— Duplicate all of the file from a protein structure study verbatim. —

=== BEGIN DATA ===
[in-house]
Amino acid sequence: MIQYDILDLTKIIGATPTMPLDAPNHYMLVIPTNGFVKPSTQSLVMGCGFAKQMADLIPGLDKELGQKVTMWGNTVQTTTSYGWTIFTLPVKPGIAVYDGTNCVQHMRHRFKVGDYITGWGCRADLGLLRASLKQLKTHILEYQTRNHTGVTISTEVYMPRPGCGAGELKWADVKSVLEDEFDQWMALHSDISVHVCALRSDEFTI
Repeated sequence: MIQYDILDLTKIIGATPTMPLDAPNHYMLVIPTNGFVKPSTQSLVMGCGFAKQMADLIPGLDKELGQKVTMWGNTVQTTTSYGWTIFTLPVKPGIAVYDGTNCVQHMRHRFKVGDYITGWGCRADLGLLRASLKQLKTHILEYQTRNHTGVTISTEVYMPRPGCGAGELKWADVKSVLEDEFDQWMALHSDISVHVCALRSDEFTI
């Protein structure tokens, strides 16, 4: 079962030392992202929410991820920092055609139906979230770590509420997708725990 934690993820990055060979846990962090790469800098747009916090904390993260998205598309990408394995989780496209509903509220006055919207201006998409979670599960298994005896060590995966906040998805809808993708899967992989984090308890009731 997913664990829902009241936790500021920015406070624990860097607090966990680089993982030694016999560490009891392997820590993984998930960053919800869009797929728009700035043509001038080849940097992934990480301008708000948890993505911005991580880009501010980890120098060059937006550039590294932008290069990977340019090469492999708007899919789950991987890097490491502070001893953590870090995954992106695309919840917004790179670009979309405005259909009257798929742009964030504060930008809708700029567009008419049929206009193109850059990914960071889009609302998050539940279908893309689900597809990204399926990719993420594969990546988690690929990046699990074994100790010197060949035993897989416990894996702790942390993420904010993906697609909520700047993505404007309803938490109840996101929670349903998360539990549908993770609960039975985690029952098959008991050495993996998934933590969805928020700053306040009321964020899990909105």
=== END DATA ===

[in-house]
Amino acid sequence: MIQYDILDLTKIIGATPTMPLDAPNHYMLVIPTNGFVKPSTQSLVMGCGFAKQMADLIPGLDKELGQKVTMWGNTVQTTTSYGWTIFTLPVKPGIAVYDGTNCVQHMRHRFKVGDYITGWGCRADLGLLRASLKQLKTHILEYQTRNHTGVTISTEVYMPRPGCGAGELKWADVKSVLEDEFDQWMALHSDISVHVCALRSDEFTI
Repeated sequence: MIQYDILDLTKIIGATPTMPLDAPNHYMLVIPTNGFVKPSTQSLVMGCGFAKQMADLIPGLDKELGQKVTMWGNTVQTTTSYGWTIFTLPVKPGIAVYDGTNCVQHMRHRFKVGDYITGWGCRADLGLLRASLKQLKTHILEYQTRNHTGVTISTEVYMPRPGCGAGELKWADVKSVLEDEFDQWMALHSDISVHVCALRSDEFTI
């Protein structure tokens, strides 16, 4: 079962030392992202929410991820920092055609139906979230770590509420997708725990 934690993820990055060979846990962090790469800098747009916090904390993260998205598309990408394995989780496209509903509220006055919207201006998409979670599960298994005896060590995966906040998805809808993708899967992989984090308890009731 997913664990829902009241936790500021920015406070624990860097607090966990680089993982030694016999560490009891392997820590993984998930960053919800869009797929728009700035043509001038080849940097992934990480301008708000948890993505911005991580880009501010980890120098060059937006550039590294932008290069990977340019090469492999708007899919789950991987890097490491502070001893953590870090995954992106695309919840917004790179670009979309405005259909009257798929742009964030504060930008809708700029567009008419049929206009193109850059990914960071889009609302998050539940279908893309689900597809990204399926990719993420594969990546988690690929990046699990074994100790010197060949035993897989416990894996702790942390993420904010993906697609909520700047993505404007309803938490109840996101929670349903998360539990549908993770609960039975985690029952098959008991050495993996998934933590969805928020700053306040009321964020899990909105």